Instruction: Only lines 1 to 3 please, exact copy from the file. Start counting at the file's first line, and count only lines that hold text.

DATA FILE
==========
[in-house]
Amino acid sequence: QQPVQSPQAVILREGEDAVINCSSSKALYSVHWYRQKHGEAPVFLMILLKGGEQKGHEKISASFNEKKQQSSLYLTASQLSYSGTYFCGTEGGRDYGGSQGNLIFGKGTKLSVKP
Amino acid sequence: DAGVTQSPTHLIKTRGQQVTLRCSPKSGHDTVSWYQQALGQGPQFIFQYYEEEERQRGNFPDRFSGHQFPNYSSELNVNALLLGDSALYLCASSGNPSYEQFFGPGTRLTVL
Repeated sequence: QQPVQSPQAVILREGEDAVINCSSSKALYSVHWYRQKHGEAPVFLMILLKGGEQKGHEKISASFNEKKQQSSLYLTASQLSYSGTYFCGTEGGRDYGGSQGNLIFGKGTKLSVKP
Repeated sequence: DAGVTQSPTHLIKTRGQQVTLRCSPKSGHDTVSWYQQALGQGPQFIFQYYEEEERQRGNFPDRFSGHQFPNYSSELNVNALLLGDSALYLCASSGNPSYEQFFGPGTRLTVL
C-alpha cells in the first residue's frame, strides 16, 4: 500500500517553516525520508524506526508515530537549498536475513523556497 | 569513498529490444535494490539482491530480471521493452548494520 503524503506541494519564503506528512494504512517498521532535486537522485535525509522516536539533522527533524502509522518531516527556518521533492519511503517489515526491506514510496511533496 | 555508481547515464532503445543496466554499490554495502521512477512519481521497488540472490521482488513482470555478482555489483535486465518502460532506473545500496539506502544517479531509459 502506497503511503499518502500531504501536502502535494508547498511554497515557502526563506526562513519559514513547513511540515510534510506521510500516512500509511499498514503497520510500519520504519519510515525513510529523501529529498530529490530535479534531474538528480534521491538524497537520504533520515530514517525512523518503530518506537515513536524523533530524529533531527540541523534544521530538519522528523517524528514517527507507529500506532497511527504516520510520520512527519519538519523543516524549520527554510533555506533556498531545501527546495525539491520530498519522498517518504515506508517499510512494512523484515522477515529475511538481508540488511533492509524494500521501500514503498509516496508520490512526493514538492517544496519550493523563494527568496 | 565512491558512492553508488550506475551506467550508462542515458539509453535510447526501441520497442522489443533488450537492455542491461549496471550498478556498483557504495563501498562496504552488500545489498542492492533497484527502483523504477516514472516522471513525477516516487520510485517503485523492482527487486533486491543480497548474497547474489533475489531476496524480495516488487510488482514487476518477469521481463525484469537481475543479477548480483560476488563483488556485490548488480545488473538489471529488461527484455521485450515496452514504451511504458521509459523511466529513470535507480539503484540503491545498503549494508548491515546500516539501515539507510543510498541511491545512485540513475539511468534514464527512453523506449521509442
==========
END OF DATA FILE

[in-house]
Amino acid sequence: QQPVQSPQAVILREGEDAVINCSSSKALYSVHWYRQKHGEAPVFLMILLKGGEQKGHEKISASFNEKKQQSSLYLTASQLSYSGTYFCGTEGGRDYGGSQGNLIFGKGTKLSVKP
Amino acid sequence: DAGVTQSPTHLIKTRGQQVTLRCSPKSGHDTVSWYQQALGQGPQFIFQYYEEEERQRGNFPDRFSGHQFPNYSSELNVNALLLGDSALYLCASSGNPSYEQFFGPGTRLTVL